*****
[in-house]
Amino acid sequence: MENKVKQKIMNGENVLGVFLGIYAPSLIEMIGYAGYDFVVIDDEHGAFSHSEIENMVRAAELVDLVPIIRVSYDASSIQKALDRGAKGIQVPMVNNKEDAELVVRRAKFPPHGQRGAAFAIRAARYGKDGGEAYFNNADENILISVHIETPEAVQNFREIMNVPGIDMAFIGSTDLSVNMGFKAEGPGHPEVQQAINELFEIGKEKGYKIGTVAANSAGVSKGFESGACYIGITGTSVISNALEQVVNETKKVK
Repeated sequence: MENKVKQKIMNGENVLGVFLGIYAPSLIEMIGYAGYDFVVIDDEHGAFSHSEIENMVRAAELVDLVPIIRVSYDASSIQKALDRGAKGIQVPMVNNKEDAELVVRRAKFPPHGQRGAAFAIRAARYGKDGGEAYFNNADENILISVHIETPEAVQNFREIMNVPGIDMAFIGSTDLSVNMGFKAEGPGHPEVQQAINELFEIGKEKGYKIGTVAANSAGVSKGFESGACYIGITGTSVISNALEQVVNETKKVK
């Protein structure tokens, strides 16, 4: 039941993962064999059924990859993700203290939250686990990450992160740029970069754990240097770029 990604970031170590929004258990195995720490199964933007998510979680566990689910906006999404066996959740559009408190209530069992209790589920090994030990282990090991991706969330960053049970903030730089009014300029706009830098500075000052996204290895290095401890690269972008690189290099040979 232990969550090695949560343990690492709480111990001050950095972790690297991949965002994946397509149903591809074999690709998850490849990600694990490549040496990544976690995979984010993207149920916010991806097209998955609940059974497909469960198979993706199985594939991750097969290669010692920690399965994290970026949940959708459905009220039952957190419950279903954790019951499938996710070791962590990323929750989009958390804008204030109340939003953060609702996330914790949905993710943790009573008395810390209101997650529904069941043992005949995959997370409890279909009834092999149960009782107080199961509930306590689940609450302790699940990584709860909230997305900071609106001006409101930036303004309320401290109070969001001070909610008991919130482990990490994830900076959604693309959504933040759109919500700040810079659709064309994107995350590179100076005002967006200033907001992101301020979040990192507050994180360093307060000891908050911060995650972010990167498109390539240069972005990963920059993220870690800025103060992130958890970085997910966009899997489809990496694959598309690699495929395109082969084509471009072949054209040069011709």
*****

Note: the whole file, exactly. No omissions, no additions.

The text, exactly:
[in-house]
Amino acid sequence: MENKVKQKIMNGENVLGVFLGIYAPSLIEMIGYAGYDFVVIDDEHGAFSHSEIENMVRAAELVDLVPIIRVSYDASSIQKALDRGAKGIQVPMVNNKEDAELVVRRAKFPPHGQRGAAFAIRAARYGKDGGEAYFNNADENILISVHIETPEAVQNFREIMNVPGIDMAFIGSTDLSVNMGFKAEGPGHPEVQQAINELFEIGKEKGYKIGTVAANSAGVSKGFESGACYIGITGTSVISNALEQVVNETKKVK
Repeated sequence: MENKVKQKIMNGENVLGVFLGIYAPSLIEMIGYAGYDFVVIDDEHGAFSHSEIENMVRAAELVDLVPIIRVSYDASSIQKALDRGAKGIQVPMVNNKEDAELVVRRAKFPPHGQRGAAFAIRAARYGKDGGEAYFNNADENILISVHIETPEAVQNFREIMNVPGIDMAFIGSTDLSVNMGFKAEGPGHPEVQQAINELFEIGKEKGYKIGTVAANSAGVSKGFESGACYIGITGTSVISNALEQVVNETKKVK
């Protein structure tokens, strides 16, 4: 039941993962064999059924990859993700203290939250686990990450992160740029970069754990240097770029 990604970031170590929004258990195995720490199964933007998510979680566990689910906006999404066996959740559009408190209530069992209790589920090994030990282990090991991706969330960053049970903030730089009014300029706009830098500075000052996204290895290095401890690269972008690189290099040979 232990969550090695949560343990690492709480111990001050950095972790690297991949965002994946397509149903591809074999690709998850490849990600694990490549040496990544976690995979984010993207149920916010991806097209998955609940059974497909469960198979993706199985594939991750097969290669010692920690399965994290970026949940959708459905009220039952957190419950279903954790019951499938996710070791962590990323929750989009958390804008204030109340939003953060609702996330914790949905993710943790009573008395810390209101997650529904069941043992005949995959997370409890279909009834092999149960009782107080199961509930306590689940609450302790699940990584709860909230997305900071609106001006409101930036303004309320401290109070969001001070909610008991919130482990990490994830900076959604693309959504933040759109919500700040810079659709064309994107995350590179100076005002967006200033907001992101301020979040990192507050994180360093307060000891908050911060995650972010990167498109390539240069972005990963920059993220870690800025103060992130958890970085997910966009899997489809990496694959598309690699495929395109082969084509471009072949054209040069011709």